She leaves me to my “peaceful” soak. I cannot really put my head back, because when I do, my legs shoot up and break the surface like Shamu at a Sea World show. I have trouble reaching the cucumbers, but manage to put them over my eyes. They sting. I now cannot grab a strawberry since I can’t see it because I have burning cucumbers on my eyes.
Did she say she’d come rescue me in 10 minutes? Or was it 15?
This is fun.
I hold on tight to my fetal position and try to think heavy thoughts.
You are the Titanic, sinking, sinking, down, down, down.
Eventually, my tour guide reappears, and I say a little prayer of thanks to the heavens. “Alright, then, time to move to the rain tunnel!”
Now that’s an understatement if ever I heard one.
Twenty or so rain jets arranged in a grid greet me from the ceiling. Twenty or more greet me from the sides, and another 10 or so sit underfoot. It’s designed like a human car wash.
More directions come, but this time they get lost in the loud current. “Use the loh on your ske to cle,” is what it sounds like to me. She hands me a jar of exfoliant and makes circular motions around her arms. I nod, scrub and then head for the tunnel.
As I walk through the punishing storm, I feel like Forrest Gump in Vietnam: “One day it started raining, and it didn’t quit for four months. We been through every kind of rain there is. Little bitty stingin’ rain… and big ol’ fat rain. Rain that flew in sideways. And sometimes rain even seemed to come straight up from underneath.”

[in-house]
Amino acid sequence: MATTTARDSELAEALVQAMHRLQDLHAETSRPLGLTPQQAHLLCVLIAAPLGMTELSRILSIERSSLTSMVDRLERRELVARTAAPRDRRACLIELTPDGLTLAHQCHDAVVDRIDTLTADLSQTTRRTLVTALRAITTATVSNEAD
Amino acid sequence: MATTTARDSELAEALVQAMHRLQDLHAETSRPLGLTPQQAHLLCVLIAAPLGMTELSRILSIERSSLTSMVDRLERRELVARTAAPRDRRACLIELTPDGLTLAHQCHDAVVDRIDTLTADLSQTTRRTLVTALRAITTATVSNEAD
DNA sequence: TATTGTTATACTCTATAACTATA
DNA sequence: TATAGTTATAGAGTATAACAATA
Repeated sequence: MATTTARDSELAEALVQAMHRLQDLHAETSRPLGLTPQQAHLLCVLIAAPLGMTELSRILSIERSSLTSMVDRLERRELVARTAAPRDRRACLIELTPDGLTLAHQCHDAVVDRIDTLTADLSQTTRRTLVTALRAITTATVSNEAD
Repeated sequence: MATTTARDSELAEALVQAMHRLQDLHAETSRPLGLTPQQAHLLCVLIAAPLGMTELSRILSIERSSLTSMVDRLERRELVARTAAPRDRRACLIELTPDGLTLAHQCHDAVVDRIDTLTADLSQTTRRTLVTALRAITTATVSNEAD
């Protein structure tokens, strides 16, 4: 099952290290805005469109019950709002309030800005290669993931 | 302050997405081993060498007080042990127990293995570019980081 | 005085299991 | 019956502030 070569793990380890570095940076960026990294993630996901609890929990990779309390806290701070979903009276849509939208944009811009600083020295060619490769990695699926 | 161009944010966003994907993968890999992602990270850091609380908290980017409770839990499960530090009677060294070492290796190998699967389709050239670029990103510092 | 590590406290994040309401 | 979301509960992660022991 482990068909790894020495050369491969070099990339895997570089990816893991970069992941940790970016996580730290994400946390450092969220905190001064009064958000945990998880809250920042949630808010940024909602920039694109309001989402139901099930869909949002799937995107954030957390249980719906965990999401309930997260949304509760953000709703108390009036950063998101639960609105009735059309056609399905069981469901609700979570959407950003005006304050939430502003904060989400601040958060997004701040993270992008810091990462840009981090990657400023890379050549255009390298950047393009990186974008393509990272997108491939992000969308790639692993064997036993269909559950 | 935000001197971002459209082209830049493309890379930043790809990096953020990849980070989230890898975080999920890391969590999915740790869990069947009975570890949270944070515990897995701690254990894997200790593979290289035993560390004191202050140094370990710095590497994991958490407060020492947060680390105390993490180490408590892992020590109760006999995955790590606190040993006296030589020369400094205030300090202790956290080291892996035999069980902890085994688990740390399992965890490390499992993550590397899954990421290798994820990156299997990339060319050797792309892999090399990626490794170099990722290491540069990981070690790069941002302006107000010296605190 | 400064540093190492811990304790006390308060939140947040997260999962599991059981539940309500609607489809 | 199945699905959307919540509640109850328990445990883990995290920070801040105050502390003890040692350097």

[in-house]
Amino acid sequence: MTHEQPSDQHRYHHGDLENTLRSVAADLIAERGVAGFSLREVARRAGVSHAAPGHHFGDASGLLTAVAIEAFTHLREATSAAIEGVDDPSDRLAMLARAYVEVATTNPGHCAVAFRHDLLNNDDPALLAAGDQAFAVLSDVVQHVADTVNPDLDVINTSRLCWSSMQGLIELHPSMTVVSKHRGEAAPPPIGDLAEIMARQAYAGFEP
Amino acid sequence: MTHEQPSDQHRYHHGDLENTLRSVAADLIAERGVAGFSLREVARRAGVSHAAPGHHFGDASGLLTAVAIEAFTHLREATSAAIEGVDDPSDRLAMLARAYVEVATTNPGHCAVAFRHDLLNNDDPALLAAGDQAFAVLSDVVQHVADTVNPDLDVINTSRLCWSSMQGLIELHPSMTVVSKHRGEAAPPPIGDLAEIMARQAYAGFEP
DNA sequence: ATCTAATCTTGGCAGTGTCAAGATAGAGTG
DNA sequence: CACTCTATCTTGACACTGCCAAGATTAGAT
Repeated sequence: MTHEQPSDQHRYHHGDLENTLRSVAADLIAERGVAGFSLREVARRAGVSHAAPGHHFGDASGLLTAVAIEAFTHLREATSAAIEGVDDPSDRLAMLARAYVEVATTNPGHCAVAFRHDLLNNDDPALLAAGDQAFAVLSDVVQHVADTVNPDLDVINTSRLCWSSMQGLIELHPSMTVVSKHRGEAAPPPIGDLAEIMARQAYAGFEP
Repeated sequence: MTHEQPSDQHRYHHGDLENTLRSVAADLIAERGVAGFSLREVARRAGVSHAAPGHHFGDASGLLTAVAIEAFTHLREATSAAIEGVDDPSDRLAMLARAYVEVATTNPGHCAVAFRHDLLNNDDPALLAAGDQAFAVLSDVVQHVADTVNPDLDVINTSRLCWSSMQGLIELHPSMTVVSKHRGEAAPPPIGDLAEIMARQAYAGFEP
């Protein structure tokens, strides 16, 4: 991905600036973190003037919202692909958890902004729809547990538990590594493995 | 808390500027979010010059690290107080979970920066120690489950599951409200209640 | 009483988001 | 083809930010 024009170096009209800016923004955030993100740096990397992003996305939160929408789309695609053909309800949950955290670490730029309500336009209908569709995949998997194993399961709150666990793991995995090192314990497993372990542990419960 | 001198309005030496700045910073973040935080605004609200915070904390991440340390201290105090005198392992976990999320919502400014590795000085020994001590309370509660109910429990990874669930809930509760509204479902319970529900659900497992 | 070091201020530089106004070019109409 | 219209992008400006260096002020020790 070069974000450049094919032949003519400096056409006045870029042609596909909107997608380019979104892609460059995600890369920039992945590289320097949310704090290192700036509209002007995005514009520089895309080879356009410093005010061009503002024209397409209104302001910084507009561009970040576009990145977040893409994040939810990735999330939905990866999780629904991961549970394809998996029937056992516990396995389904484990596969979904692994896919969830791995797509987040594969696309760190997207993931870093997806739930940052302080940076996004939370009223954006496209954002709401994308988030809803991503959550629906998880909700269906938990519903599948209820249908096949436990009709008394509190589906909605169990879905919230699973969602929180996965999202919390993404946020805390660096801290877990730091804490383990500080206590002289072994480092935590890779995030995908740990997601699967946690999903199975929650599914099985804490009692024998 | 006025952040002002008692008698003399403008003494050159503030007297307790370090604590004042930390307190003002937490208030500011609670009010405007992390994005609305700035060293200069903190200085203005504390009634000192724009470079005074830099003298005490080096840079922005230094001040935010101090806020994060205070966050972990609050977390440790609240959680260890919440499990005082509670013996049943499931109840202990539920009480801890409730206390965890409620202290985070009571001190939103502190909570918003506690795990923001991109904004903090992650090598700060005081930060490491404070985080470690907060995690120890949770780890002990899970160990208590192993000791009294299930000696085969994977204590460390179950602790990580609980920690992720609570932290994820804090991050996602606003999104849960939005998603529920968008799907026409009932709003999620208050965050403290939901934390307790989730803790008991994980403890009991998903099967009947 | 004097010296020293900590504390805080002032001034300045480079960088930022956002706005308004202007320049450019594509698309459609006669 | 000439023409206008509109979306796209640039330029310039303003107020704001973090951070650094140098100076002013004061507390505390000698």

When I emerge, my sinuses are clear but I can barely stand upright.
“Now you need a steam,” the tour guide says, meeting my tsunami-ed form at the other side. I nod and shake the rain off me like a Labrador, starting at my head and ending with a really satisfying butt shimmy.
Then I enter the glass-tiled fog.
Ah. Eucalyptus. Steam. I sit. Peace at last.
Until I try to breathe and realize I can’t.
There’s no air in a steam room. So now I think I’m dying. And the more I try to breathe, the harder it becomes to do. I’m sucking at hot, heavy, mint-scented clouds that won’t budge. I’m on the verge of having a really good panic attack.
It must be 400 degrees in here. My skin is going to start melting off.
I try to see through the fog to read the temperature on the wall, only I can’t see past my outstretched hand.
This place is like a giant glaucoma simulator.
My grandfather had glaucoma. Now my aunt does. I start worrying about genetics.
And suddenly, I “see” it: this is what my future will look like! Blurry around the edges, everything encased in mist.
I have to escape this chamber of horrors.
I pull the door of the steam room open and take a giant gulp of pure, non-eucalyptus infused air.
Step 3. “Ready for your massage?” My tour guide smiles.
I waddle behind her, fully submissive now and prepared to face my fate. I have lost the feeling in my lower extremities, and am numb everywhere else.
Bring on the hot stones.